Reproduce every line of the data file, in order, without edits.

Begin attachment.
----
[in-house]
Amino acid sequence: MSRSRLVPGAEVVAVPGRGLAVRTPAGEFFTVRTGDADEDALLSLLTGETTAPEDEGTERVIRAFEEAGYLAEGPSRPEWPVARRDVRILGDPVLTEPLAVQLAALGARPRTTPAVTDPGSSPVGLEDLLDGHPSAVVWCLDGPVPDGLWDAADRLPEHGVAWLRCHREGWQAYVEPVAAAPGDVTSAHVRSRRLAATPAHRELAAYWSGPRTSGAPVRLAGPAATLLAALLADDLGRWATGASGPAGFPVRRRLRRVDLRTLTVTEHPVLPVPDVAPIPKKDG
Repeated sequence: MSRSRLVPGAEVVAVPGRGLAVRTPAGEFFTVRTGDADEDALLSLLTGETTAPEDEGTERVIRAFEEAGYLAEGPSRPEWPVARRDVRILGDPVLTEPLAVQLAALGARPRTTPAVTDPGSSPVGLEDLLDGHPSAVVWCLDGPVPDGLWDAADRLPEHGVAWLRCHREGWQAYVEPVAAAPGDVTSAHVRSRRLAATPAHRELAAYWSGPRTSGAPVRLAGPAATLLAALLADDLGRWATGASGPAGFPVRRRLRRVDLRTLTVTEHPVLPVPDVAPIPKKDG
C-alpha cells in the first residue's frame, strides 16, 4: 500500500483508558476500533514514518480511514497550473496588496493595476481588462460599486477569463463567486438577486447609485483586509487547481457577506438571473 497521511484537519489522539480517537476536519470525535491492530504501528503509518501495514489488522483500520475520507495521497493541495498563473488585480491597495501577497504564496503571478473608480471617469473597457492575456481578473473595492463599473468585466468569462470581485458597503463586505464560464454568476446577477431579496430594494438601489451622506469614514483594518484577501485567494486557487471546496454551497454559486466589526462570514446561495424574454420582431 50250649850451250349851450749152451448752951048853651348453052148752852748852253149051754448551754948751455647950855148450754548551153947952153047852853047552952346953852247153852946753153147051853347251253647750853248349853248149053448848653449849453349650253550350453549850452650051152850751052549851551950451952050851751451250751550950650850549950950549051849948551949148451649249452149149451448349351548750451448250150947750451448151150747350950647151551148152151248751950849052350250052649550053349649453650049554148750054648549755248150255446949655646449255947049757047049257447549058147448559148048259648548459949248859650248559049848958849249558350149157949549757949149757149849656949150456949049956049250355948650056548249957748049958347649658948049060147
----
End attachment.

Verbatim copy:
[in-house]
Amino acid sequence: MSRSRLVPGAEVVAVPGRGLAVRTPAGEFFTVRTGDADEDALLSLLTGETTAPEDEGTERVIRAFEEAGYLAEGPSRPEWPVARRDVRILGDPVLTEPLAVQLAALGARPRTTPAVTDPGSSPVGLEDLLDGHPSAVVWCLDGPVPDGLWDAADRLPEHGVAWLRCHREGWQAYVEPVAAAPGDVTSAHVRSRRLAATPAHRELAAYWSGPRTSGAPVRLAGPAATLLAALLADDLGRWATGASGPAGFPVRRRLRRVDLRTLTVTEHPVLPVPDVAPIPKKDG
Repeated sequence: MSRSRLVPGAEVVAVPGRGLAVRTPAGEFFTVRTGDADEDALLSLLTGETTAPEDEGTERVIRAFEEAGYLAEGPSRPEWPVARRDVRILGDPVLTEPLAVQLAALGARPRTTPAVTDPGSSPVGLEDLLDGHPSAVVWCLDGPVPDGLWDAADRLPEHGVAWLRCHREGWQAYVEPVAAAPGDVTSAHVRSRRLAATPAHRELAAYWSGPRTSGAPVRLAGPAATLLAALLADDLGRWATGASGPAGFPVRRRLRRVDLRTLTVTEHPVLPVPDVAPIPKKDG
C-alpha cells in the first residue's frame, strides 16, 4: 500500500483508558476500533514514518480511514497550473496588496493595476481588462460599486477569463463567486438577486447609485483586509487547481457577506438571473 497521511484537519489522539480517537476536519470525535491492530504501528503509518501495514489488522483500520475520507495521497493541495498563473488585480491597495501577497504564496503571478473608480471617469473597457492575456481578473473595492463599473468585466468569462470581485458597503463586505464560464454568476446577477431579496430594494438601489451622506469614514483594518484577501485567494486557487471546496454551497454559486466589526462570514446561495424574454420582431 50250649850451250349851450749152451448752951048853651348453052148752852748852253149051754448551754948751455647950855148450754548551153947952153047852853047552952346953852247153852946753153147051853347251253647750853248349853248149053448848653449849453349650253550350453549850452650051152850751052549851551950451952050851751451250751550950650850549950950549051849948551949148451649249452149149451448349351548750451448250150947750451448151150747350950647151551148152151248751950849052350250052649550053349649453650049554148750054648549755248150255446949655646449255947049757047049257447549058147448559148048259648548459949248859650248559049848958849249558350149157949549757949149757149849656949150456949049956049250355948650056548249957748049958347649658948049060147